How gung-ho are we for change?


By TK Chua

Malaysians must lay claim to the last bastion of democracy – our right to vote for the government of our choice.

However, to exercise the right to choose a government, a few things must happen.

First, Malaysians must be aware of the issues confronting us and as a nation.

Second, Malaysians must feel strongly about the issues affecting us.

Third, Malaysians must disseminate our feelings to others, especially those who are too busy or ignorant to follow the “goings on” in the country.

Fourth, Malaysians must make a conscientious effort to register and vote on polling day.

Fifth, Malaysians must jealously guard the election process. We must help NGOs, political parties and other right-minded organisations to highlight faults and manipulation in the election process.

Sixth, Malaysians must contribute whatever we can to help “level” the playing field. Election campaigns need money and manpower. All this does not come free.

Seventh, Malaysians need the power of super majority to overcome the odds stacked against them. If 80% of Malaysians want change, then no amount of faults, manipulation and treachery will be able to stop them.

To settle the political score once and for all, Malaysians must be resolute and decide overwhelmingly one way or the other. It is not good to keep the country in limbo.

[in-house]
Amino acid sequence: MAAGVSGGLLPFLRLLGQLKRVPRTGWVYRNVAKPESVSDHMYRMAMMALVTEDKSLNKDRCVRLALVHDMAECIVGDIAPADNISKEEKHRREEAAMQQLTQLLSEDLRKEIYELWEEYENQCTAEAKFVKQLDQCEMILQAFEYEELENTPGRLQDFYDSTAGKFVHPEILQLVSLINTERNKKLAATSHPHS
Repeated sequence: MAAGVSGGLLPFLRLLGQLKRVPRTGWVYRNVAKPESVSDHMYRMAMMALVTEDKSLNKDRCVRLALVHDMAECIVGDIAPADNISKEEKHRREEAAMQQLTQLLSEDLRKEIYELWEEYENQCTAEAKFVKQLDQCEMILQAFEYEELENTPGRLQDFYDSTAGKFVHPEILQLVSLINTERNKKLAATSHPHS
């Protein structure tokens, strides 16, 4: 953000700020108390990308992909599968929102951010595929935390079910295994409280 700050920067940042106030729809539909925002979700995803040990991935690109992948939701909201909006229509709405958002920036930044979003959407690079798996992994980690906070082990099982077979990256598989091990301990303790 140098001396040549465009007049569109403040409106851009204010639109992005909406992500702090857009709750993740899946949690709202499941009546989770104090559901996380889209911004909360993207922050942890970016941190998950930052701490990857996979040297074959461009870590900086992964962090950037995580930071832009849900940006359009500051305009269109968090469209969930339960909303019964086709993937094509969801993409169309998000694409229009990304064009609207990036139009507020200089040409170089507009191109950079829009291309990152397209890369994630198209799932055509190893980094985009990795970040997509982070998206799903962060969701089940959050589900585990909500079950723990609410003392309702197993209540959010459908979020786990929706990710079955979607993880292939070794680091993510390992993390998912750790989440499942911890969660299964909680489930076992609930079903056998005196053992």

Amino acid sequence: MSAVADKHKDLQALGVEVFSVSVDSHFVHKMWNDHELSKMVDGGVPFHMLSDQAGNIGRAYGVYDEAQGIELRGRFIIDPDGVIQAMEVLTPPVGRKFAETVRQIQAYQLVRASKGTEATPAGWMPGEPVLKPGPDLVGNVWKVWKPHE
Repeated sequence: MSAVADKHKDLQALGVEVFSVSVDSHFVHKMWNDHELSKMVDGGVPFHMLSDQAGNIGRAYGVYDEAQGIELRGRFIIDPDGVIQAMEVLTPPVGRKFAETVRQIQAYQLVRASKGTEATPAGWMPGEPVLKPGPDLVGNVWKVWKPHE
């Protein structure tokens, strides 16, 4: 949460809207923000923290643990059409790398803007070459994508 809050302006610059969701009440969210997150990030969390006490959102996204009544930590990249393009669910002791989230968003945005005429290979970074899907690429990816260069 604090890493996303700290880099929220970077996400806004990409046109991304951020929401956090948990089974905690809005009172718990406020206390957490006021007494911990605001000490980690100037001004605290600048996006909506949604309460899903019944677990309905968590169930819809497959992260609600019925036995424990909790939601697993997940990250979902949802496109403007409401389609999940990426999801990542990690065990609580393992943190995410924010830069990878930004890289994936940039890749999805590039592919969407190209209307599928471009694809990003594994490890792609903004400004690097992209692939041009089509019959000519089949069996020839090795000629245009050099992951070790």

Now Malaysians must ask themselves the following:

  • Have we registered to vote?
  • Have we made it a point to vote on polling day, come what may?
  • Have we contributed at least RM30 thus far to a cause/political party we believe in? I am very modest in my request.
  • Have we enlightened our parents, siblings, relatives and friends of the “issues” confronting the country now? Have we discussed with them the likely implications of these issues on our future well-being?

Have we helped any NGO, political party and other right-minded organisation in terms of participation, material contribution, and information dissemination?

Why am I writing this?

I think apathy is very much part of who we are. We may feel strongly about certain issues, but we expect others to resolve them for us. If we do not take ownership of issues that affect all of us, we are essentially a free rider – wanting the benefits without contributing or sacrificing for it.

Don’t get me wrong, I know many have done their part, collectively and individually. But this is not enough. We need wider participation and deeper commitment from all.

If this letter pricks your conscience, so be it. It is about time. No point moaning and whining anymore.

TK Chua is an FMT reader

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